I have recently been reading some of the work of two American Marxist scholars, Richard Wolff, and the late Stephen Resnick. Both are committed to a form of Marxist theory which promotes the concept of overdetermination and an anti-essentialist epistemology. Drawing on Hegel‘s dialectics, which influenced Marx himself, and Althusser, who introduced overdetermination into Marxist theory via Freud, they show how the essentialism of most theory, in economics and elsewhere, represents a lack of self-consciousness on the part of the theorist. In other words, by producing theory in which the causes of particular phenomena are held to be simple and narrow (one or a few causes leading to one effect), they ignore the complexity and potentially infinite causes of reality. Resnick and Wolff put forward overdetermination as a more useful and honest account of the processes that we study, in whatever field, in their case economics. For them, society and the economy can be described as a set of processes, each of which determines and is determined by every other process in existence, whether natural, economic, political or cultural. Each process is therefore both a cause and an effect of every other process. Thus they describe a world of complexity and of open systems. Mono-causal explanations of phenomena represent an essentialist epistemology, while their world of infinite complexity is described as anti-essentialist.
Although it would seem that a world described by overdeterminist processes is impossible to analyse, Resnick and Wolff take a particular theoretical entry point in their complex description as a starting point for analysis and proceed through their argument, to the logical exit point. In this way there is an essentialism drawn from their complex theoretical schema, but unlike much essentialist theoretical discourse, they do it very consciously, admitting that every theory is only a partial description of reality and has a particular outcome in mind, in their case the political one of challenging the class formation of a capitalist society, with a view to replacing it with socialism.
This self-consciousness is important, and illustrates that all theory is subject to the values and politics of the theorist, which are acted upon unconsciously, or out of learned habit. Thus all theoretical explanations, or stories or models even, of reality, remain partial and subject to bias. Further to this, the ‘truths’ which are the outcome of such explanations, are necessarily partial and incomplete. They are subject to revision as the thinker or theorist takes them up once again, and acts upon new information that he may not have been aware of before. As the reality of the world evolves, so too must the theory. Therein lies the subjectivity of all social theory, which interacts with its counterpart, the objective reality. The two can be viewed as connected, with the mind of the thinker and observer perceiving and analysing, in a partial way, the material world.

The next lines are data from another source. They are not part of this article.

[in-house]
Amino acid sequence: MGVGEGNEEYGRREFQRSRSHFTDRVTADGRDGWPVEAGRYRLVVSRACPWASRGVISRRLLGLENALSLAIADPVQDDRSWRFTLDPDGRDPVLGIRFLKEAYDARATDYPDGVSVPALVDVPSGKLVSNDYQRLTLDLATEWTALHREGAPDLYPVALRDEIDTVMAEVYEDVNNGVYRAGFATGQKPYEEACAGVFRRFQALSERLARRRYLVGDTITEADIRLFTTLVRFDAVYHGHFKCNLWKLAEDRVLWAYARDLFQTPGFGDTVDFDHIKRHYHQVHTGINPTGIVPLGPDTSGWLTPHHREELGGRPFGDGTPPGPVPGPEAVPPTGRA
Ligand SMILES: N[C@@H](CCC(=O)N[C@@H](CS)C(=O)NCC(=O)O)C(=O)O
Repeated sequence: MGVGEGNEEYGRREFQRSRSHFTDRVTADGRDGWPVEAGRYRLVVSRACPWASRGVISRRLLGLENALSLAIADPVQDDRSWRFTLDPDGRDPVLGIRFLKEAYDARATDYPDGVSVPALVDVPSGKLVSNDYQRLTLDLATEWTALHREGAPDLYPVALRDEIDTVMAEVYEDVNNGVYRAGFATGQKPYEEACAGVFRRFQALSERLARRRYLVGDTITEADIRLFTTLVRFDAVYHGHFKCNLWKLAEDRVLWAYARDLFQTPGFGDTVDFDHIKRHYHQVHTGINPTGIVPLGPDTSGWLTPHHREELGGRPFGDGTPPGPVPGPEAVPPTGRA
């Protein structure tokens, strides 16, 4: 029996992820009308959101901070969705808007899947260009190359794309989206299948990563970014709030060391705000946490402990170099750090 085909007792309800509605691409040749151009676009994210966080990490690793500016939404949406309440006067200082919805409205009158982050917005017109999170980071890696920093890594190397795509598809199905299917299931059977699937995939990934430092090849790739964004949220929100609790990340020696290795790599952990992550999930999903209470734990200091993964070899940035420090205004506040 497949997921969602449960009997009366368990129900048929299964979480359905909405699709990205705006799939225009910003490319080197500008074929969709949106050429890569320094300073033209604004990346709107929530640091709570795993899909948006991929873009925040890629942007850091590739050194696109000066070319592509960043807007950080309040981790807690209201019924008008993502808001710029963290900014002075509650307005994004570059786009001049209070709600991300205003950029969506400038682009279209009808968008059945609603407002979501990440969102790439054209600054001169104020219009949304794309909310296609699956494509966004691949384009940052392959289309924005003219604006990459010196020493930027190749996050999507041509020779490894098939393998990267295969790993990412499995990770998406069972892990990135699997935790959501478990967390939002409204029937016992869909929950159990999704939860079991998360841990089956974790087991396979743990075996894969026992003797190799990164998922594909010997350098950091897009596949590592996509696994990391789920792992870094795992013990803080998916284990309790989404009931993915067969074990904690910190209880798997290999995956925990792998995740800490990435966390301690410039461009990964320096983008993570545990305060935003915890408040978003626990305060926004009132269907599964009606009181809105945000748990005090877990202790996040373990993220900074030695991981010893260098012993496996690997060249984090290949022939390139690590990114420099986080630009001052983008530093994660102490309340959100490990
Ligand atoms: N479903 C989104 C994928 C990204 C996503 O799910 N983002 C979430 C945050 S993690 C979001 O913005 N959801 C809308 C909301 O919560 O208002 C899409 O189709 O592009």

The world can be viewed in this way of thinking as a continuously evolving set of processes, rather than as a set of fixed objects, acting upon the mind of the human observer. In turn, the human will can act upon the partial reality he or she perceives, changing that reality, and creating a new reality, social or otherwise. The human being can itself also be thought of as a set of evolving processes, natural, political, economic etc, and as the site of all other external processes, which act to overdetermine him or her.
So far, so good. Resnick and Wolff are committed Marxists, wishing to encourage a revolution in society, and a transformation from capitalism to socialism or communism, in a form quite different, one should note, from the twentieth century attempts at socialism around the world. They use the concept of overdetermination to describe their version of Marx’s dialectical materialism. But this overdetermination need not imply a fully Marxist approach to theorising society and economy. Resnick and Wolff take class to be their entry point of analysis, and use it as a determining factor in all other non-class processes. These latter in turn determinine or overdetermine the class processes, so that the analysis remains anti-essentialist. No one factor is the ultimate cause of reality, and all truths are relative and partial (this shows the post-modernist influence on the two authors). But in this conscious way of analysing reality, we could just as easily apply the concept of overdetermination to other schools of thought, with a different aim and outcome in mind, such as the Keynesian or neo-classical schools of economics. These systems of thought would be transformed by over-determination, no doubt, but as they would be applied in a more conscious way, they would be improved upon. Theorists of these different schools would therefore be forced to be more open about the ends of the policy implications of their respective theoretical arguments.